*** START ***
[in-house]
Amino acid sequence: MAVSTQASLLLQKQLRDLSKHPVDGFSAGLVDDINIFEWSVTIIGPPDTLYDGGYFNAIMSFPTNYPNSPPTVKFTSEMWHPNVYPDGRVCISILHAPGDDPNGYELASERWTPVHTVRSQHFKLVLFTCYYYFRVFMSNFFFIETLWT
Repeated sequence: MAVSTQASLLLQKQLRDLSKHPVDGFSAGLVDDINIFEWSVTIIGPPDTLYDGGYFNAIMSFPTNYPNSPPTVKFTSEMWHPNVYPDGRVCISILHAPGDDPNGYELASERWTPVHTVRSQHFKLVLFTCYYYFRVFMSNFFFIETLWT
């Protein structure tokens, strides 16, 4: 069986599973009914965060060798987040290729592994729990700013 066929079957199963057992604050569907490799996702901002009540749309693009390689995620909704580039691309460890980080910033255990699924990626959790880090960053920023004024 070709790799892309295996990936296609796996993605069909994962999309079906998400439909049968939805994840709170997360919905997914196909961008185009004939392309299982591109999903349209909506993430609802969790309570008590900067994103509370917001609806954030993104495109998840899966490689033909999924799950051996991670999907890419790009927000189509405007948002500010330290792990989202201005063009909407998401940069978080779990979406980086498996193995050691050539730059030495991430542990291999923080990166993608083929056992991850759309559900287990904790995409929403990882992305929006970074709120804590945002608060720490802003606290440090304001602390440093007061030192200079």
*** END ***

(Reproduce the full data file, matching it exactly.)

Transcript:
[in-house]
Amino acid sequence: MAVSTQASLLLQKQLRDLSKHPVDGFSAGLVDDINIFEWSVTIIGPPDTLYDGGYFNAIMSFPTNYPNSPPTVKFTSEMWHPNVYPDGRVCISILHAPGDDPNGYELASERWTPVHTVRSQHFKLVLFTCYYYFRVFMSNFFFIETLWT
Repeated sequence: MAVSTQASLLLQKQLRDLSKHPVDGFSAGLVDDINIFEWSVTIIGPPDTLYDGGYFNAIMSFPTNYPNSPPTVKFTSEMWHPNVYPDGRVCISILHAPGDDPNGYELASERWTPVHTVRSQHFKLVLFTCYYYFRVFMSNFFFIETLWT
């Protein structure tokens, strides 16, 4: 069986599973009914965060060798987040290729592994729990700013 066929079957199963057992604050569907490799996702901002009540749309693009390689995620909704580039691309460890980080910033255990699924990626959790880090960053920023004024 070709790799892309295996990936296609796996993605069909994962999309079906998400439909049968939805994840709170997360919905997914196909961008185009004939392309299982591109999903349209909506993430609802969790309570008590900067994103509370917001609806954030993104495109998840899966490689033909999924799950051996991670999907890419790009927000189509405007948002500010330290792990989202201005063009909407998401940069978080779990979406980086498996193995050691050539730059030495991430542990291999923080990166993608083929056992991850759309559900287990904790995409929403990882992305929006970074709120804590945002608060720490802003606290440090304001602390440093007061030192200079």